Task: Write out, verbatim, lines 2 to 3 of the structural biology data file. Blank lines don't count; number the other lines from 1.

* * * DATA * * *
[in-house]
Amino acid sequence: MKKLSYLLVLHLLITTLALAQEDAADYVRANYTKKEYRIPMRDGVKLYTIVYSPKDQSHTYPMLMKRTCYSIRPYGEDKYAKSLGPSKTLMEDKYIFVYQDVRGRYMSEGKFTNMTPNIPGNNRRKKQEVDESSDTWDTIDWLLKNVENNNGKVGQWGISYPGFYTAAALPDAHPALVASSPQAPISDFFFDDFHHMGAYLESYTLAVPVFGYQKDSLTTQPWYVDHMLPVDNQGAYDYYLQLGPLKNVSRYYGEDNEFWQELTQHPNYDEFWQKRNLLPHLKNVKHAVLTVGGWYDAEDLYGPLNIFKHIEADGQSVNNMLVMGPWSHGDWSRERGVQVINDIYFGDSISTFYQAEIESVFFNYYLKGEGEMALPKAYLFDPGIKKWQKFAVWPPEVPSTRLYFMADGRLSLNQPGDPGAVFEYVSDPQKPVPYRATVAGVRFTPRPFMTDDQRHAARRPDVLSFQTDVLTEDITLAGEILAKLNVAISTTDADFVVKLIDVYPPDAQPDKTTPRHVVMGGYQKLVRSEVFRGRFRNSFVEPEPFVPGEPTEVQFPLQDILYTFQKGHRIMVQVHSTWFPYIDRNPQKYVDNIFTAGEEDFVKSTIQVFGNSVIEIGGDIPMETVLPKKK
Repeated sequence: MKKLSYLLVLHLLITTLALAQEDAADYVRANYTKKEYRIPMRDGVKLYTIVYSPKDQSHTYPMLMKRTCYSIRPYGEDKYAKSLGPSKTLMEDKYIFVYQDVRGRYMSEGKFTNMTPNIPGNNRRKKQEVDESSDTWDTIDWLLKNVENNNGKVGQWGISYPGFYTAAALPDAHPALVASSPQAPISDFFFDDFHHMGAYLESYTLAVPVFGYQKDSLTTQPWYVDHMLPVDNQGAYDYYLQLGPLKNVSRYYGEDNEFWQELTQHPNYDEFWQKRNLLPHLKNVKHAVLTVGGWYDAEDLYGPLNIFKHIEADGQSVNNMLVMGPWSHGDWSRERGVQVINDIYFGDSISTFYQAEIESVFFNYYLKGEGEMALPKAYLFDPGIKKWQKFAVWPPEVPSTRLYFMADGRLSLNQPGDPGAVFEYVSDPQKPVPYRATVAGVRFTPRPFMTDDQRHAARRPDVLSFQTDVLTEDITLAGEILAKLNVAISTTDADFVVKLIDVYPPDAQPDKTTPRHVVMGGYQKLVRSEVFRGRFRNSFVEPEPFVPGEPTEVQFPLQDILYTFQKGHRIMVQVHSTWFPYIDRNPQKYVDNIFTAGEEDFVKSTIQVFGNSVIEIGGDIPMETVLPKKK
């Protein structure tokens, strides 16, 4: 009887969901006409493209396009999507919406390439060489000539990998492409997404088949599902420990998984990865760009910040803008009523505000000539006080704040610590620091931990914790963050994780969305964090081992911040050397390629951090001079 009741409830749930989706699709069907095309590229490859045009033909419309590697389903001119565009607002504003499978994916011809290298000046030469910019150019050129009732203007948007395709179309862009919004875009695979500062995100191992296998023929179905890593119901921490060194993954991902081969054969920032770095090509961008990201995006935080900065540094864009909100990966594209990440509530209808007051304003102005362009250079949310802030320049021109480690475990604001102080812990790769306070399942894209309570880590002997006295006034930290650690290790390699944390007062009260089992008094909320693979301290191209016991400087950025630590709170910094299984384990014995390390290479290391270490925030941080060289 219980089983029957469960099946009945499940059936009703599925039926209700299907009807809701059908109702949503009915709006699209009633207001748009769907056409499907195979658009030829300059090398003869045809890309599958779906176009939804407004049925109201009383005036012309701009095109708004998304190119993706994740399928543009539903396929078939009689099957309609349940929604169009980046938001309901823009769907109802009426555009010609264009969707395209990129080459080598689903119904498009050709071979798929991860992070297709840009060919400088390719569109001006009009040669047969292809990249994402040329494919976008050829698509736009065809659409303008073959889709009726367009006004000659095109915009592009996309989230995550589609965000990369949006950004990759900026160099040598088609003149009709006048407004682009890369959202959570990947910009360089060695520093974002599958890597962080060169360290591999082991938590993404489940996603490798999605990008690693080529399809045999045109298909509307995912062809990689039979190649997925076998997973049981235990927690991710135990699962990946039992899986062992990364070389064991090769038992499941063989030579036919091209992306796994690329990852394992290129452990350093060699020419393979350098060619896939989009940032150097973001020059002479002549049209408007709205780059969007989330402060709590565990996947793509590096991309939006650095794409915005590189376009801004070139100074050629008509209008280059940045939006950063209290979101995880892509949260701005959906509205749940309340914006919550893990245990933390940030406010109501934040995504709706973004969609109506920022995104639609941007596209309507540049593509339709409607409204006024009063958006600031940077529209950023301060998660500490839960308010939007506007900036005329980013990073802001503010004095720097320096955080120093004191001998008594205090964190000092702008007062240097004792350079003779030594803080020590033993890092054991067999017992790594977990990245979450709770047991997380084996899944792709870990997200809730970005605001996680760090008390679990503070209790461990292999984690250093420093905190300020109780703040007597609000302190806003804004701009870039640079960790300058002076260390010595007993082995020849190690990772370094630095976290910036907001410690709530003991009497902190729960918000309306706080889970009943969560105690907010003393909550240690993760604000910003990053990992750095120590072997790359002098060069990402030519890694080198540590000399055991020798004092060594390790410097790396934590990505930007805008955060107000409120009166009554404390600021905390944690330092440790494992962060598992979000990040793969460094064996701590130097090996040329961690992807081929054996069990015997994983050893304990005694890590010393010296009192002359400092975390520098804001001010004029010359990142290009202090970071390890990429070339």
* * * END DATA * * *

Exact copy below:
Amino acid sequence: MKKLSYLLVLHLLITTLALAQEDAADYVRANYTKKEYRIPMRDGVKLYTIVYSPKDQSHTYPMLMKRTCYSIRPYGEDKYAKSLGPSKTLMEDKYIFVYQDVRGRYMSEGKFTNMTPNIPGNNRRKKQEVDESSDTWDTIDWLLKNVENNNGKVGQWGISYPGFYTAAALPDAHPALVASSPQAPISDFFFDDFHHMGAYLESYTLAVPVFGYQKDSLTTQPWYVDHMLPVDNQGAYDYYLQLGPLKNVSRYYGEDNEFWQELTQHPNYDEFWQKRNLLPHLKNVKHAVLTVGGWYDAEDLYGPLNIFKHIEADGQSVNNMLVMGPWSHGDWSRERGVQVINDIYFGDSISTFYQAEIESVFFNYYLKGEGEMALPKAYLFDPGIKKWQKFAVWPPEVPSTRLYFMADGRLSLNQPGDPGAVFEYVSDPQKPVPYRATVAGVRFTPRPFMTDDQRHAARRPDVLSFQTDVLTEDITLAGEILAKLNVAISTTDADFVVKLIDVYPPDAQPDKTTPRHVVMGGYQKLVRSEVFRGRFRNSFVEPEPFVPGEPTEVQFPLQDILYTFQKGHRIMVQVHSTWFPYIDRNPQKYVDNIFTAGEEDFVKSTIQVFGNSVIEIGGDIPMETVLPKKK
Repeated sequence: MKKLSYLLVLHLLITTLALAQEDAADYVRANYTKKEYRIPMRDGVKLYTIVYSPKDQSHTYPMLMKRTCYSIRPYGEDKYAKSLGPSKTLMEDKYIFVYQDVRGRYMSEGKFTNMTPNIPGNNRRKKQEVDESSDTWDTIDWLLKNVENNNGKVGQWGISYPGFYTAAALPDAHPALVASSPQAPISDFFFDDFHHMGAYLESYTLAVPVFGYQKDSLTTQPWYVDHMLPVDNQGAYDYYLQLGPLKNVSRYYGEDNEFWQELTQHPNYDEFWQKRNLLPHLKNVKHAVLTVGGWYDAEDLYGPLNIFKHIEADGQSVNNMLVMGPWSHGDWSRERGVQVINDIYFGDSISTFYQAEIESVFFNYYLKGEGEMALPKAYLFDPGIKKWQKFAVWPPEVPSTRLYFMADGRLSLNQPGDPGAVFEYVSDPQKPVPYRATVAGVRFTPRPFMTDDQRHAARRPDVLSFQTDVLTEDITLAGEILAKLNVAISTTDADFVVKLIDVYPPDAQPDKTTPRHVVMGGYQKLVRSEVFRGRFRNSFVEPEPFVPGEPTEVQFPLQDILYTFQKGHRIMVQVHSTWFPYIDRNPQKYVDNIFTAGEEDFVKSTIQVFGNSVIEIGGDIPMETVLPKKK